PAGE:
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Manufacturer-dealership relationships have evolved

Dealers today must account for strict branding control over physical appearance and operations

Published July 30, 2014

Throughout my career, I’ve maintained good relationships with the two automotive manufacturers that I represent: Volkswagen and Audi.

Those relationships are different today than they were in the 1970s, when automotive franchisees ran their businesses with a fair degree of autonomy, and with less structure and formality.

Are my relationships with manufacturers perfect? No dealer principal would make such a claim because it wouldn’t be true. Dealers and manufacturers work as productive partners on many issues, and there are times of peaceful coexistence and times of tension. What relationship is perfect?

In the 1970s and ‘80s, automobile manufacturers focused mostly on the products: they designed and produced the vehicles, determined the prices and warranties, and devised the marketing campaigns. Pretty much everything else was left up to the franchisees.

In the 1990s, manufacturers began to exert more control and influence on the physical appearance and fixed operations of dealerships. Stricter image and branding programs were introduced, which took into account things like architectural design, exterior signage, colour schemes and marketing materials.

Almost without exception, the image programs are non-negotiable and represent a huge financial burden for dealers and they come with strict rules of enforcement. In many cases, manufacturers even dictate the types of windows, lighting, flooring and furniture that a dealership must purchase.

When dealers renovate their stores or build new facilities, the new designs must conform to the manufacturer’s programs. Dealers that work in older facilities are given a timeline to plan and complete renovations to their stores or build anew.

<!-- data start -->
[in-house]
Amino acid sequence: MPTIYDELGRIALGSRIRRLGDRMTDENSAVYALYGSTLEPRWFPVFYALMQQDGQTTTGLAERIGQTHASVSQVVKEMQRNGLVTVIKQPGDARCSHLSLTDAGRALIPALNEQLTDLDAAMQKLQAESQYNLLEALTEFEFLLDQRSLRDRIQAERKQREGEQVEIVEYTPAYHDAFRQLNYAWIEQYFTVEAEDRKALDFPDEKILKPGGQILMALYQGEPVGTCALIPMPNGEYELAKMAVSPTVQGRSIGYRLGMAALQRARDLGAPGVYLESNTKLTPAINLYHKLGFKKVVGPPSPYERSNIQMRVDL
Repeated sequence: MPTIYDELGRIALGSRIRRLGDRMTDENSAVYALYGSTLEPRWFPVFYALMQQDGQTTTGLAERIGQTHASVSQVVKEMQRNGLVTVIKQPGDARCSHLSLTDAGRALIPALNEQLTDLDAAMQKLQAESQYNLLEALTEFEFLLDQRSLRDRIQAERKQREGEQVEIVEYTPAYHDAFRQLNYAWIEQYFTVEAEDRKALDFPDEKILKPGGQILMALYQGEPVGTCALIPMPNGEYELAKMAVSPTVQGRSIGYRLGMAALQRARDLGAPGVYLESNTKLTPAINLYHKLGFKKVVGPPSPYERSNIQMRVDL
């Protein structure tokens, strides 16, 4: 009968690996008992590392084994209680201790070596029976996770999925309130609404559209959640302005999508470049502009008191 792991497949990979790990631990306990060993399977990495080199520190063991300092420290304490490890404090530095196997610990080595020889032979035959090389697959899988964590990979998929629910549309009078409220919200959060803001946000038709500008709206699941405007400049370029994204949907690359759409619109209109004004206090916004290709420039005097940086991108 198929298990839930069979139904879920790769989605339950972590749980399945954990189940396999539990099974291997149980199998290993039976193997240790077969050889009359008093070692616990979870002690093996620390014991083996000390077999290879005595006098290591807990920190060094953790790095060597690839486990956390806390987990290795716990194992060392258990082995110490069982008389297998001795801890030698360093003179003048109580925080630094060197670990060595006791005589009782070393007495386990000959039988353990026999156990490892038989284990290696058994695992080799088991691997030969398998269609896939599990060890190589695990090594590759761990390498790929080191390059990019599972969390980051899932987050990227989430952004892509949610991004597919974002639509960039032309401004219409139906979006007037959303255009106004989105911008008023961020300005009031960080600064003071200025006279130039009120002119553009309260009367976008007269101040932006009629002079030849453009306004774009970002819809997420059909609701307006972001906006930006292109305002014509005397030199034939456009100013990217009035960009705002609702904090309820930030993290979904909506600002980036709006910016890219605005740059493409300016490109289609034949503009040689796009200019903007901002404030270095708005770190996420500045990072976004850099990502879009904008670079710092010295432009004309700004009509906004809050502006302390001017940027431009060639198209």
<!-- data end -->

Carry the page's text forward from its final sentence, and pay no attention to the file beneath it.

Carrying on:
The new programs and guidelines changed the relationship between manufacturers and dealers significantly.

Further altering these relationships has been the changing ownership structure among franchisees. In the 1970s, single-owner dealerships were the norm in Canada, whereas today 65 per cent of all franchisees are multi-franchised dealer groups.

Where do a dealer’s loyalties lie if he/she represents more than one brand? Are dealers devoting more time promoting one brand at the expense of another? These questions are part of the conversation today.

In addition to the image and branding programs prescribed by the manufacturers, there are other aspects of a dealership’s operations that affect our relationship — namely, customer service.

Today, most manufacturers monitor all aspects of our interactions and dealings with customers to ensure that we maintain certain industry standards. To measure dealers’ performance, some manufacturers will send ‘mystery shoppers’ who report back to them.

If dealerships don’t meet customer service standards, the issues are addressed, and the relationship with the manufacturer could experience one of those moments of tension.

All of this involvement on the part of the manufacturer can be exasperating at times, but the image programs are ultimately aimed at delivering an improved customer experience. They are also aimed at making dealerships perform more efficiently in a highly competitive marketplace.

Over the years, manufacturers have also introduced other valuable resources and best practices for dealers, such as ongoing sales and product training programs, corporate marketing guidelines, branded websites and online tools that allow dealers to connect with customers and suppliers.

Whether a customer visits a nameplate showroom in Vancouver, Calgary, Toronto or Halifax, the look and feel of each dealership bearing that nameplate should look same, and this is meant to reinforce the brand and the values of the automaker.

It’s no different than visiting a McDonald’s restaurant or an Apple store in different cities: some of the products may differ depending on the geographic region, but the customer experience and the values of the manufacturer should be consistent.

So, have the image and branding programs made for better relationships between manufacturers and dealers? Between dealers and their staff? Between dealers and customers?

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